Climate science advisor to the Pope and the German Chancellor, Prof. Hans Joachim (John) Schellnhuber, argues that the Earth is like a patient suffering from a fever. If this fever can be managed below a temperature rise of 2°C – his so-called “planetary guardrail” – then humanity might survive.
For Prof. Schellnhuber, the science is clear: an overwhelming body of evidence shows that global warming is driven by greenhouse-gas emissions which are the result of burning fossil fuels, creating intolerable risks. Any delay to mitigation measures may jeopardise climate stability – Prof. Schellnhuber’s “tipping points” of unstable jet streams, major methane releases, erratic El Niño events, disintegrating ice sheets and social disruption.
On 18 June 2015 at the Vatican, with a mix of science and politics, he explained his thinking not only on extreme climate change, but also on the gross inequity of global wealth distribution; wealth that was largely created by the “carbon powers”, beginning with the UK and Europe, followed by the US and more recently by China. This 20-minute amateur video of his presentation offers a concise summary of his position. Background papers were published by the Potsdam Institute for Climate Impact Research (PIK) and the Holy See Press Office, based on a paper by Prof. Schellnhuber published in 2014 by the Pontifical Academy of Sciences.
Greenpeace founder and environmental scientist, Dr. Patrick Moore, denies claims that CO2 is a pollutant and is sceptical that it will cause much warming of the climate. He notes that far from being a harmful greenhouse gas, CO2 is necessary for life on Earth. However, the oceans remove CO2 from the atmosphere by natural absorption; then crustaceans (shellfish) convert it to carbonate minerals, ultimately forming sedimentary rocks such as limestone, chalk and marble in which the CO2 is locked away. He warns that atmospheric CO2 concentrations had fallen over time to dangerously low levels, threatening plant life and hence all life.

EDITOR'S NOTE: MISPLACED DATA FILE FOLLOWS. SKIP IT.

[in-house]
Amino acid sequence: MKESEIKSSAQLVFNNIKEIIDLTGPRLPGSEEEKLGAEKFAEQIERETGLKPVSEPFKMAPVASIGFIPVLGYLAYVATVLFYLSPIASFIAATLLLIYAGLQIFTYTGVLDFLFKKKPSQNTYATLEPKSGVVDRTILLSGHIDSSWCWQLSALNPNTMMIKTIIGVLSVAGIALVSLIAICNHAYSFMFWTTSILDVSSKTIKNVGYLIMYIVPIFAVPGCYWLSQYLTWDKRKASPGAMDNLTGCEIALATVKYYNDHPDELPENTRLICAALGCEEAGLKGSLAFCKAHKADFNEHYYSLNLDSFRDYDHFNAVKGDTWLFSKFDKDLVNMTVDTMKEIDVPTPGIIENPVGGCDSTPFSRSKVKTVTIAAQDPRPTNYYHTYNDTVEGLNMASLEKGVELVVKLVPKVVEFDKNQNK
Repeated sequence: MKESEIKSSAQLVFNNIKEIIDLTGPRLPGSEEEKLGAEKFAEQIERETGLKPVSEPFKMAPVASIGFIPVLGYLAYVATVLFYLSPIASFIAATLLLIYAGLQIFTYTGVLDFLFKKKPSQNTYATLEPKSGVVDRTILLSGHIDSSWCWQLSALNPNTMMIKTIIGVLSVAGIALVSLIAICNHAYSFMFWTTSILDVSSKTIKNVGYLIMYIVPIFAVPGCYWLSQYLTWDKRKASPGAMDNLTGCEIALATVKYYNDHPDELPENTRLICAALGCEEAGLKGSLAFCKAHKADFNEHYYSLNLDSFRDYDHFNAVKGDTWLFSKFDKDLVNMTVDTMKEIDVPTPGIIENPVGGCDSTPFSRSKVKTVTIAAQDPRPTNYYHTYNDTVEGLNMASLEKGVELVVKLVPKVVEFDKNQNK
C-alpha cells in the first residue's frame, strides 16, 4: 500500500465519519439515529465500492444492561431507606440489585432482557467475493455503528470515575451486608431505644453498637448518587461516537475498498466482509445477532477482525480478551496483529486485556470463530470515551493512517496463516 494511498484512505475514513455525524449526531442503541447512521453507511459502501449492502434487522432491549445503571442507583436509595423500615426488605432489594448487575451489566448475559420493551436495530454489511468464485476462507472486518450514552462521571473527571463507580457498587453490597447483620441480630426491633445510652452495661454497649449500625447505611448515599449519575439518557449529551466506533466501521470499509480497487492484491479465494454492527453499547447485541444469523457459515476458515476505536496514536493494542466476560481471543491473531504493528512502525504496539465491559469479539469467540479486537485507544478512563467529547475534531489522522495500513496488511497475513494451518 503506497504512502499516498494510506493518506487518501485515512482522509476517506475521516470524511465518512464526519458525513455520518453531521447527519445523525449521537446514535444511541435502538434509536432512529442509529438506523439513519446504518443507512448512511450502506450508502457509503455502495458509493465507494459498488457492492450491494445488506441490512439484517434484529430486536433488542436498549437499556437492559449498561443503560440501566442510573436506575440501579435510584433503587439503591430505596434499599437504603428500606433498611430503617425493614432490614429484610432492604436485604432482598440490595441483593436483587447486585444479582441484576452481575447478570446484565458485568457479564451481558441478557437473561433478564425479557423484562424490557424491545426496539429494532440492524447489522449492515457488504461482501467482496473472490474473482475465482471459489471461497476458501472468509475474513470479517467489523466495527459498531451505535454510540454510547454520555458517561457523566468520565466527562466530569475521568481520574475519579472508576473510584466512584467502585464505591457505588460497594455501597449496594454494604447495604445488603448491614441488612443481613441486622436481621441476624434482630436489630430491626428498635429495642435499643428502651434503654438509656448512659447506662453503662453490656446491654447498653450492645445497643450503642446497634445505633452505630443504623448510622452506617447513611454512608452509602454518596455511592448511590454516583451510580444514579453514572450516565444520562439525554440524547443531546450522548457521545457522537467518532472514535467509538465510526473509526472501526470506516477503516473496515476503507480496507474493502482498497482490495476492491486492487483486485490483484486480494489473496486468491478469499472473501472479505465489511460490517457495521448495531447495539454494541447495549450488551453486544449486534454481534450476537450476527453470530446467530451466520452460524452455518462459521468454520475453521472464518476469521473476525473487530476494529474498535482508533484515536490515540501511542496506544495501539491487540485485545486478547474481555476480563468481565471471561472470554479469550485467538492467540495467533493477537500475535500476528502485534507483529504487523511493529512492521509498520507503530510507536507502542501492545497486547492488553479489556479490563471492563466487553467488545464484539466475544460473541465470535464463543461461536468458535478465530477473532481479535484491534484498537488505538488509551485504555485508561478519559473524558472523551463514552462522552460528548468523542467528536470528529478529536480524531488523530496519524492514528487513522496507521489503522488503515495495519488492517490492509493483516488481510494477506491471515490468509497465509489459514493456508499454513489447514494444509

Dr. Moore believes that rising CO2 levels are good for life – his “planetary guardrail” being the 180 ppm below which plants die, a level that might have been reached if man had not burnt fossil fuels. On 2 February 2016, Dr. Moore presented his thesis at a dinner debate in the European Parliament, Strasbourg, in front of MEPs, industry representatives and an IPCC scientist who brought balance to the debate. EURACOAL has published a full report of the dinner debate which was held under the Chatham House rule. This 40-minute video is of an earlier, similar presentation given on 14 October 2015 at the Institution of Mechanical Engineers in London.
Prof. Schellnhuber has a unique understanding of complex, nonlinear systems and chaos theory; his understanding goes far beyond that of ordinary laypeople and experts in particular disciplines. He says that climate change, caused by the tiny CO2 molecule, can trigger sudden, irreversible and large-scale disruptions in the Earth systems, e.g. a sea-level rise of seven metres if the Greenland ice sheet were to melt. He cites a World Bank report that he himself authored on why a 4°C warmer world has to be avoided and so justifies a “master plan” for the planet – namely, his “Great Transformation”.
In the context of climate policy, scientists and moral philosophers, including Prof. Schellnhuber, refer to the climate as “our common good”. He calls for new property rights that give ownership of the atmosphere to humankind through carbon pricing and questions if it is ethical to exploit fossil fuel reserves as private goods for the benefit of a small, privileged group of mankind, generating extreme wealth for a few.